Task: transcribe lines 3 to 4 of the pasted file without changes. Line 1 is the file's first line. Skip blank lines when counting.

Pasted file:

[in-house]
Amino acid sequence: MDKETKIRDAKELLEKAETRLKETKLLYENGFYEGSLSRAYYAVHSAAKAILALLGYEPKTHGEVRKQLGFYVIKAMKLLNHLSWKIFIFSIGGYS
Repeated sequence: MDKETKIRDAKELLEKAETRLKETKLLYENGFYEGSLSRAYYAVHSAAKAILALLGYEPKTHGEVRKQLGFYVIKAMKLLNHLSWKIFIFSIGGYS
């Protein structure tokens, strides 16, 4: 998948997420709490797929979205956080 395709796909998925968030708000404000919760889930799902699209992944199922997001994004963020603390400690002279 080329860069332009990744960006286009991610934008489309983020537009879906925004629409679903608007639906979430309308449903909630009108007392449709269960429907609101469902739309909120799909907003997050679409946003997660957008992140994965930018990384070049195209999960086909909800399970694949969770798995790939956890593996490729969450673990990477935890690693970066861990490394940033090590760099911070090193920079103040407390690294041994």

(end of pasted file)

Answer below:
Repeated sequence: MDKETKIRDAKELLEKAETRLKETKLLYENGFYEGSLSRAYYAVHSAAKAILALLGYEPKTHGEVRKQLGFYVIKAMKLLNHLSWKIFIFSIGGYS
């Protein structure tokens, strides 16, 4: 998948997420709490797929979205956080 395709796909998925968030708000404000919760889930799902699209992944199922997001994004963020603390400690002279 080329860069332009990744960006286009991610934008489309983020537009879906925004629409679903608007639906979430309308449903909630009108007392449709269960429907609101469902739309909120799909907003997050679409946003997660957008992140994965930018990384070049195209999960086909909800399970694949969770798995790939956890593996490729969450673990990477935890690693970066861990490394940033090590760099911070090193920079103040407390690294041994």